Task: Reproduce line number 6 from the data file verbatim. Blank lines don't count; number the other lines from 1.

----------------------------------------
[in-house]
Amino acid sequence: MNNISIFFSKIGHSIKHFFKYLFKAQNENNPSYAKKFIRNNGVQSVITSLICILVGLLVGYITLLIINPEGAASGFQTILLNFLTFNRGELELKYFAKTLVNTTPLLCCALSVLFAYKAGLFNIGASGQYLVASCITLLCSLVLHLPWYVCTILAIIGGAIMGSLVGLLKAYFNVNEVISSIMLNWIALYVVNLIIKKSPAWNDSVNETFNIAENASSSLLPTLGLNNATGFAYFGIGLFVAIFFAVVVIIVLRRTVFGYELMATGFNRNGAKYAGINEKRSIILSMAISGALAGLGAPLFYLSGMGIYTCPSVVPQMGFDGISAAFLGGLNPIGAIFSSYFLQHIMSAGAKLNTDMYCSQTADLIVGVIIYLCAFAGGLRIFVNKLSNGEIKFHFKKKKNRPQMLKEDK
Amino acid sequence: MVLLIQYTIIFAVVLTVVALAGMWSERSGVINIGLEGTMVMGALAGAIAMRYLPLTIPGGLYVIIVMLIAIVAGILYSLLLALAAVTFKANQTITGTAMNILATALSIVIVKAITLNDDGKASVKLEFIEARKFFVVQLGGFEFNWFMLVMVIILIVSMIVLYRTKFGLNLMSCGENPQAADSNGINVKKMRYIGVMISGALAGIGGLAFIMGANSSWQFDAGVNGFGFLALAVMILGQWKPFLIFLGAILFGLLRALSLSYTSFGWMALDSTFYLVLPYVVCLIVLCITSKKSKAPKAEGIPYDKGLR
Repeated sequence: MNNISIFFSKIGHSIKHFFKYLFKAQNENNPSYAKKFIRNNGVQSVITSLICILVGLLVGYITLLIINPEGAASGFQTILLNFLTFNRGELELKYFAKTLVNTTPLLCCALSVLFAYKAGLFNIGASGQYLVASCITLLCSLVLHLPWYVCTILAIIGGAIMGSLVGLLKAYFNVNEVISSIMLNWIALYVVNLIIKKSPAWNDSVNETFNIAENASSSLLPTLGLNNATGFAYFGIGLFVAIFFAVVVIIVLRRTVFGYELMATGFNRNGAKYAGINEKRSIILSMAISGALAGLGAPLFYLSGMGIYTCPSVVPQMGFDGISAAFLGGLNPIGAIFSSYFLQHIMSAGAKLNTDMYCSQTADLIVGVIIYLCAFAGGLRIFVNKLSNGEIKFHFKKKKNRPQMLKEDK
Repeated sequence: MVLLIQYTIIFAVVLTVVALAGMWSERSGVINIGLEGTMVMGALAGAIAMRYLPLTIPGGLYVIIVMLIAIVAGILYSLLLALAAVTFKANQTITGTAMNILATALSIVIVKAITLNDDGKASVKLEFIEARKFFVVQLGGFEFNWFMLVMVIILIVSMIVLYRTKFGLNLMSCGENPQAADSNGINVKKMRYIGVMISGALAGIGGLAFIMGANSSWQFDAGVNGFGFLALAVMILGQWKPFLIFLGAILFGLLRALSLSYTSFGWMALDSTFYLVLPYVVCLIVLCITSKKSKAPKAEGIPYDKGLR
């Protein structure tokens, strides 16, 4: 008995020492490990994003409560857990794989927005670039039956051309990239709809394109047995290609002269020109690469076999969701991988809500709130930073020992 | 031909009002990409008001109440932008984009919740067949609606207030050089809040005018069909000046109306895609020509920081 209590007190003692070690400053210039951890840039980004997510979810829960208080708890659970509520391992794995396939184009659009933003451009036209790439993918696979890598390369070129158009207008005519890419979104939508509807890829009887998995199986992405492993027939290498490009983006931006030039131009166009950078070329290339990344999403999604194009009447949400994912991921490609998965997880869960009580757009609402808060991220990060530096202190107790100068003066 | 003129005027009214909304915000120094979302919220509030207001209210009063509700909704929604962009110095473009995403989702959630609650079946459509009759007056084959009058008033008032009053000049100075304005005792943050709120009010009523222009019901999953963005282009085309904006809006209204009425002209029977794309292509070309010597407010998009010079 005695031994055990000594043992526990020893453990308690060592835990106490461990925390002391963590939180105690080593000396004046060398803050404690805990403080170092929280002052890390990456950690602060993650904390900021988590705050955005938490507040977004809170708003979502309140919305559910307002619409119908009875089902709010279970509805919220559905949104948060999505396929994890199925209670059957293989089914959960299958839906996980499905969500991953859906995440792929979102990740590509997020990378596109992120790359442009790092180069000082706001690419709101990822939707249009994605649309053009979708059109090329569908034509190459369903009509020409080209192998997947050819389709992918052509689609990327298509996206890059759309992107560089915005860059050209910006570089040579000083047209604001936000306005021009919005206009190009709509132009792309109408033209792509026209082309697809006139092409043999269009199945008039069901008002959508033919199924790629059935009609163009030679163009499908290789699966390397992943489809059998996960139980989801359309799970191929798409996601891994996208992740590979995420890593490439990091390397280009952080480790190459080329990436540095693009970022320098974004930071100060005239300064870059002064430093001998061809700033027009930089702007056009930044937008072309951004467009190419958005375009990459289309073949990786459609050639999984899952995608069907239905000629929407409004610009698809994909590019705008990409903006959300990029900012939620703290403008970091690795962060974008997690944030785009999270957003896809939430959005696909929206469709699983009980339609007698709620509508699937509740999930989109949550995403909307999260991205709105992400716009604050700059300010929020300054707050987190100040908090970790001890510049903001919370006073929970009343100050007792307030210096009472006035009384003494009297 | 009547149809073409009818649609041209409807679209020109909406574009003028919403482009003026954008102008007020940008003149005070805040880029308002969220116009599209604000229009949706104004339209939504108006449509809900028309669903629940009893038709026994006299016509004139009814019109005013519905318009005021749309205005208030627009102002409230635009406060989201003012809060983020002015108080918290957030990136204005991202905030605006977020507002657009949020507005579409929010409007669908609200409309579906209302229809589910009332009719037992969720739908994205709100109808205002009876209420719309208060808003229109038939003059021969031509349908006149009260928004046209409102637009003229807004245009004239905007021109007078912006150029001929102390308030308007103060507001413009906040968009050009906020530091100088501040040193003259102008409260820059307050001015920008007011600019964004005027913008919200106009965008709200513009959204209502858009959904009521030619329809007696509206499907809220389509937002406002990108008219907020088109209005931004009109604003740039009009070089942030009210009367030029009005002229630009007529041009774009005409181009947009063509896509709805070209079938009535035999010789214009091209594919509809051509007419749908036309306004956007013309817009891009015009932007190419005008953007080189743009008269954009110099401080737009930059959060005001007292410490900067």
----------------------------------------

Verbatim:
């Protein structure tokens, strides 16, 4: 008995020492490990994003409560857990794989927005670039039956051309990239709809394109047995290609002269020109690469076999969701991988809500709130930073020992 | 031909009002990409008001109440932008984009919740067949609606207030050089809040005018069909000046109306895609020509920081 209590007190003692070690400053210039951890840039980004997510979810829960208080708890659970509520391992794995396939184009659009933003451009036209790439993918696979890598390369070129158009207008005519890419979104939508509807890829009887998995199986992405492993027939290498490009983006931006030039131009166009950078070329290339990344999403999604194009009447949400994912991921490609998965997880869960009580757009609402808060991220990060530096202190107790100068003066 | 003129005027009214909304915000120094979302919220509030207001209210009063509700909704929604962009110095473009995403989702959630609650079946459509009759007056084959009058008033008032009053000049100075304005005792943050709120009010009523222009019901999953963005282009085309904006809006209204009425002209029977794309292509070309010597407010998009010079 005695031994055990000594043992526990020893453990308690060592835990106490461990925390002391963590939180105690080593000396004046060398803050404690805990403080170092929280002052890390990456950690602060993650904390900021988590705050955005938490507040977004809170708003979502309140919305559910307002619409119908009875089902709010279970509805919220559905949104948060999505396929994890199925209670059957293989089914959960299958839906996980499905969500991953859906995440792929979102990740590509997020990378596109992120790359442009790092180069000082706001690419709101990822939707249009994605649309053009979708059109090329569908034509190459369903009509020409080209192998997947050819389709992918052509689609990327298509996206890059759309992107560089915005860059050209910006570089040579000083047209604001936000306005021009919005206009190009709509132009792309109408033209792509026209082309697809006139092409043999269009199945008039069901008002959508033919199924790629059935009609163009030679163009499908290789699966390397992943489809059998996960139980989801359309799970191929798409996601891994996208992740590979995420890593490439990091390397280009952080480790190459080329990436540095693009970022320098974004930071100060005239300064870059002064430093001998061809700033027009930089702007056009930044937008072309951004467009190419958005375009990459289309073949990786459609050639999984899952995608069907239905000629929407409004610009698809994909590019705008990409903006959300990029900012939620703290403008970091690795962060974008997690944030785009999270957003896809939430959005696909929206469709699983009980339609007698709620509508699937509740999930989109949550995403909307999260991205709105992400716009604050700059300010929020300054707050987190100040908090970790001890510049903001919370006073929970009343100050007792307030210096009472006035009384003494009297 | 009547149809073409009818649609041209409807679209020109909406574009003028919403482009003026954008102008007020940008003149005070805040880029308002969220116009599209604000229009949706104004339209939504108006449509809900028309669903629940009893038709026994006299016509004139009814019109005013519905318009005021749309205005208030627009102002409230635009406060989201003012809060983020002015108080918290957030990136204005991202905030605006977020507002657009949020507005579409929010409007669908609200409309579906209302229809589910009332009719037992969720739908994205709100109808205002009876209420719309208060808003229109038939003059021969031509349908006149009260928004046209409102637009003229807004245009004239905007021109007078912006150029001929102390308030308007103060507001413009906040968009050009906020530091100088501040040193003259102008409260820059307050001015920008007011600019964004005027913008919200106009965008709200513009959204209502858009959904009521030619329809007696509206499907809220389509937002406002990108008219907020088109209005931004009109604003740039009009070089942030009210009367030029009005002229630009007529041009774009005409181009947009063509896509709805070209079938009535035999010789214009091209594919509809051509007419749908036309306004956007013309817009891009015009932007190419005008953007080189743009008269954009110099401080737009930059959060005001007292410490900067």